Last January, after a weekend of work together, a meeting I attended near Palm Springs, California was breaking up. There had been some hectic, unbalanced energy within the group as we said our goodbyes. I was a little rattled. I breathed slowly and deeply, calming myself down. Saying goodbye to the dozen or so people who had attended the meeting with me, I gathered my belongings as the party broke up, everyone seeking their travel plans.
Finally only two of us were left, myself and Jean-Claude Gerard Koven, whose UPI column, "Shooting Dead Horses", graces this website weekly and whose recent book, "Going Deeper," has had such success that these days, he travels constantly, talking with the people who are excited about his work. Jean-Claude and I were exhausted, excited and — speaking for myself — jangled.
With a gentle, merry grin, Koven began singing. The words of his chant were the Hebrew version of the Christian text called the "Sanctus."
The English is "Holy, Holy, Holy is the Lord of Hosts."
The Hebrew words are ""Kodoish, Kodoish, Kodoish Adonai T'Sebayoth."
Koven sang in Hebrew, filling the spacious lobby of our meeting place with the power and timbre of his voice. The chant, involving ritual repetitions, as does the Christian version, seemed to lift me into a kind of vehicle as it went on for about five minutes. This vehicle was made of sound. His fragile breath had created for me a ship in which I was quite abruptly sailing and soaring into the heaven worlds.
I was transfixed. All my tangled emotions unsnarled. All my weariness vanished. Koven's voice, lifted in adoration and praise, had changed the structure of my world. Subjectively speaking, I was a new woman.
We were designed to be instruments by the Creator. We are wind instruments. We are sensitive instruments. Our breath supplies us with the wind to speak and to sing. What shall we speak? What shall we sing?
In exploring this question, we are exploring who we are in a way which logic and rational thought cannot comprehend entirely. For as we speak and sing, we are - inadvertently, for the most part — musicians. When the human breath is involved, the potential for the sacred expression of our essence is always there.
The gentle hum of a mother's lullaby expresses love in a profound and comforting way. The beloved's voice on the telephone saying, "I am all right. I'll be home soon," can bring one to tears of joy. As we breathe in and out, we are breathing sacred energy in and choosing how to breathe that sacred energy back out with what we say and how we say it. There can be infinite love in our voice, if our state of heart and mind are open to that love; aware of that Presence.
People write in to me often, asking how they can serve. And I tell them that they are already serving as they breathe in and breathe out. Their first service is to be themselves: to be present and aware of the moment; as Ram Dass said it, "be here now." In that sacred Presence is the heart of our service here on Earth.
The Confederation entity, Q’uo, which I channel, says this in a channeling through L/L Research dated March 16, 1997:
"You can serve. You will serve. Fear not. Do not be distraught because you are confused or because you have not that mountaintop experience on this particular day at this particular time.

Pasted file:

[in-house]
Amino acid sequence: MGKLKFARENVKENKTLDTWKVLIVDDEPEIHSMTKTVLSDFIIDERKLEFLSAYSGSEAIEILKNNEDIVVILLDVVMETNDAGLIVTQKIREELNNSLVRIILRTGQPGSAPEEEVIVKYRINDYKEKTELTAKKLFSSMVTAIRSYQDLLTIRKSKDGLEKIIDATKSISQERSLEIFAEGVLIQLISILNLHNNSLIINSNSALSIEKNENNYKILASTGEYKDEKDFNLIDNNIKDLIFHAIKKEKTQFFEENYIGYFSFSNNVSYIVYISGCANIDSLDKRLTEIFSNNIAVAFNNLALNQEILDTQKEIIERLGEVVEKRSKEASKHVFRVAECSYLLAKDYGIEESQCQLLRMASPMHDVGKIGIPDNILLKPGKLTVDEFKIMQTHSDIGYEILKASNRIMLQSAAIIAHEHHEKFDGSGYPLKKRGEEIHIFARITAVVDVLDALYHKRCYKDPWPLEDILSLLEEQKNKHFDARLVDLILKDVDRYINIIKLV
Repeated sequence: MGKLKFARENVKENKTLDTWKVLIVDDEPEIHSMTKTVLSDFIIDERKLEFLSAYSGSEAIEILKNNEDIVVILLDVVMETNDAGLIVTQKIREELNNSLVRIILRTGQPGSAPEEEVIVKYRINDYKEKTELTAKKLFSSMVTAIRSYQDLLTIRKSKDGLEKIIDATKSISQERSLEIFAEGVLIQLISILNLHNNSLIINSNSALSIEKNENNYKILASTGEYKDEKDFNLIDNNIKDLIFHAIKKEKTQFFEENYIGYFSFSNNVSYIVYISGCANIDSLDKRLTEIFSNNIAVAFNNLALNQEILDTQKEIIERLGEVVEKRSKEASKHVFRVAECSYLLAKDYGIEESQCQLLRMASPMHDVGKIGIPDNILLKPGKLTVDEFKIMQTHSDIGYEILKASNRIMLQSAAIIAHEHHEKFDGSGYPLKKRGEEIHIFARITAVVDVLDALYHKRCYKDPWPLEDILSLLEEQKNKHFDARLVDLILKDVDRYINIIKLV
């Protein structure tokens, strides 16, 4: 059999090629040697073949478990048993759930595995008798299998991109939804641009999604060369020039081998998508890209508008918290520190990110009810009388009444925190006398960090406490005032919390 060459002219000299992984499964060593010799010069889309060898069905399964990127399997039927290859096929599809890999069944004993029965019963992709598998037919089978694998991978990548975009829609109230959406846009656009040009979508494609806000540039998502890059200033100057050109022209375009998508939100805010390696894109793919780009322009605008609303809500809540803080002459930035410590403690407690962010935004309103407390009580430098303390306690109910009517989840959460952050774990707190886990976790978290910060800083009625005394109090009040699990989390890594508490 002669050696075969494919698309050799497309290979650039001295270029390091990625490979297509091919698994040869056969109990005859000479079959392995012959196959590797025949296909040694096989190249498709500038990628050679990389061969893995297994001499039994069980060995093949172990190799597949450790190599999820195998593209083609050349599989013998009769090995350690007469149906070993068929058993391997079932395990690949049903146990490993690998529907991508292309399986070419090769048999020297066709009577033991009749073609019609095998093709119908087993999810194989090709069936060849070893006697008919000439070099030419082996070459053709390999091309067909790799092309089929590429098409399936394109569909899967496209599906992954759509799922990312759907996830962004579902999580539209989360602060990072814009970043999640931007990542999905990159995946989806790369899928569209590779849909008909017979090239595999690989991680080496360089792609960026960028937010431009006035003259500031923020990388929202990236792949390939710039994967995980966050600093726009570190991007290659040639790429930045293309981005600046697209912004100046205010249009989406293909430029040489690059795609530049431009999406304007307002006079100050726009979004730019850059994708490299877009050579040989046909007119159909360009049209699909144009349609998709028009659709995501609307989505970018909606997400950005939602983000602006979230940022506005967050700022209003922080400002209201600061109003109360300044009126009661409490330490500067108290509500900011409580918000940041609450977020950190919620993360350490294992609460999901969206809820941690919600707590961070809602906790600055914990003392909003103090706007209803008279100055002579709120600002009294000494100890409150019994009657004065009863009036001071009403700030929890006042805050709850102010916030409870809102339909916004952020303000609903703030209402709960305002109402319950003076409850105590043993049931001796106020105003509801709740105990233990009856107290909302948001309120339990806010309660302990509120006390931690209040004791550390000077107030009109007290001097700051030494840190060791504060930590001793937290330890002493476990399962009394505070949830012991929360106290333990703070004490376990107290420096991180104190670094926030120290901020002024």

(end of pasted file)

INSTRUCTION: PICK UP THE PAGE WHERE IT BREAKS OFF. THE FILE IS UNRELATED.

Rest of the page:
"You shall perform your mission. Each of you shall serve effectively that light and that love that you so adore. You cannot fail at this, for as you breathe in and as you breathe out, you are an essence. You are the one great original Thought. You are Love."
The breath is enormously, centrally sacred. It is utterly essential to our life. We do not think on the miracle of life much, as we are too busy dealing with that miracle in the hurly-burly of everyday. The image from the Old Testament of the Holy Bible of the great Tetragrammaton breathing life into Adam in the Garden of Eden catches this sacred and pivotal connection, in breath itself, of Creator to human beautifully.
And the Confederation entities which I channel confirm the sacred nature of the descending Spirit. When the Spirit is sent forth, we are created, the Psalmist sings. My favorite version of this sentiment is a poem written by Edwin Hatch in 1878, whose words form a hymn I have sung since childhood:
[lyrics start] Breathe on me, breath of God. Fill me with life anew.
That I may love what thou dost love and do what thou dost do.
Breathe on me, breath of God, until my heart is pure.
Until with thee I will one will, to do or to endure.
Breathe on me, breath of God, till I am wholly Thine,
Till all this earthly part of me glows with thy fire divine. [lyrics end]
Living as a spiritual being in an earthly world is a challenge if we focus on the literal and the physically obvious. Life is not in the heaviness of physical things. It is in the invisible, sacred and life-giving breath that animates them. When you can take your power and choose to identify yourself as an instrument through which the Creator can play Its tune, then you have become more than your circumstances. You have become a voice in the wilderness which is lifted in praise and thanksgiving. You have become a light unto the nations.
I received an anonymous verse the other day from a beloved old friend. I printed it out and taped it to my computer so I would see it every day. It reads, simply,
[lyrics start] I am the place where God shines through.
For God and I are one, not two.
I need not fret, nor will, nor plan;
God wants me where and as I am.
If I'll just be relaxed and free,
She'll carry out Her work through me. [lyrics end]
I open my arms and embrace your spirit. Make a joyful noise unto the Lord today, all ye lands! As you speak today, feel the breath running through your instrument. What shall you speak? What shall you sing? How shall the Creator carry out Its work through you today?